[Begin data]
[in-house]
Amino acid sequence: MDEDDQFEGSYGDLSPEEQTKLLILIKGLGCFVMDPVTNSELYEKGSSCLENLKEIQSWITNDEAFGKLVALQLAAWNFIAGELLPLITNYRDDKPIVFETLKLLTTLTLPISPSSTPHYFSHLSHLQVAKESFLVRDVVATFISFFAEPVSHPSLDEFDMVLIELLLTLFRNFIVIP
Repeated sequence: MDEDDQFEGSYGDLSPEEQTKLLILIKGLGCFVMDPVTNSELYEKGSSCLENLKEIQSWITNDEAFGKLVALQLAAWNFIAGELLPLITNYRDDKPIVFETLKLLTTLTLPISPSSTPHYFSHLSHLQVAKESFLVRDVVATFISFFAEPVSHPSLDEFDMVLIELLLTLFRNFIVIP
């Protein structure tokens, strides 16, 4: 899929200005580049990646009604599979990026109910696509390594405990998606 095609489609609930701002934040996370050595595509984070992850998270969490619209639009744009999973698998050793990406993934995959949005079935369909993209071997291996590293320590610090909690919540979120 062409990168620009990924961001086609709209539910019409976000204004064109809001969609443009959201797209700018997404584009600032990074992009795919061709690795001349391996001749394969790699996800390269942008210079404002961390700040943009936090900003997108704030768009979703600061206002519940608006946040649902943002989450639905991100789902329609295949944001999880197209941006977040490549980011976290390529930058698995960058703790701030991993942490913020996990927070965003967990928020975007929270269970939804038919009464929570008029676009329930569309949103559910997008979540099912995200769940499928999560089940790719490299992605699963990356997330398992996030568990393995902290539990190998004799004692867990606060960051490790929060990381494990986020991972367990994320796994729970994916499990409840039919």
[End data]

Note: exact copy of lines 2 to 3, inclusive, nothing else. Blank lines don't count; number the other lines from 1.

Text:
Amino acid sequence: MDEDDQFEGSYGDLSPEEQTKLLILIKGLGCFVMDPVTNSELYEKGSSCLENLKEIQSWITNDEAFGKLVALQLAAWNFIAGELLPLITNYRDDKPIVFETLKLLTTLTLPISPSSTPHYFSHLSHLQVAKESFLVRDVVATFISFFAEPVSHPSLDEFDMVLIELLLTLFRNFIVIP
Repeated sequence: MDEDDQFEGSYGDLSPEEQTKLLILIKGLGCFVMDPVTNSELYEKGSSCLENLKEIQSWITNDEAFGKLVALQLAAWNFIAGELLPLITNYRDDKPIVFETLKLLTTLTLPISPSSTPHYFSHLSHLQVAKESFLVRDVVATFISFFAEPVSHPSLDEFDMVLIELLLTLFRNFIVIP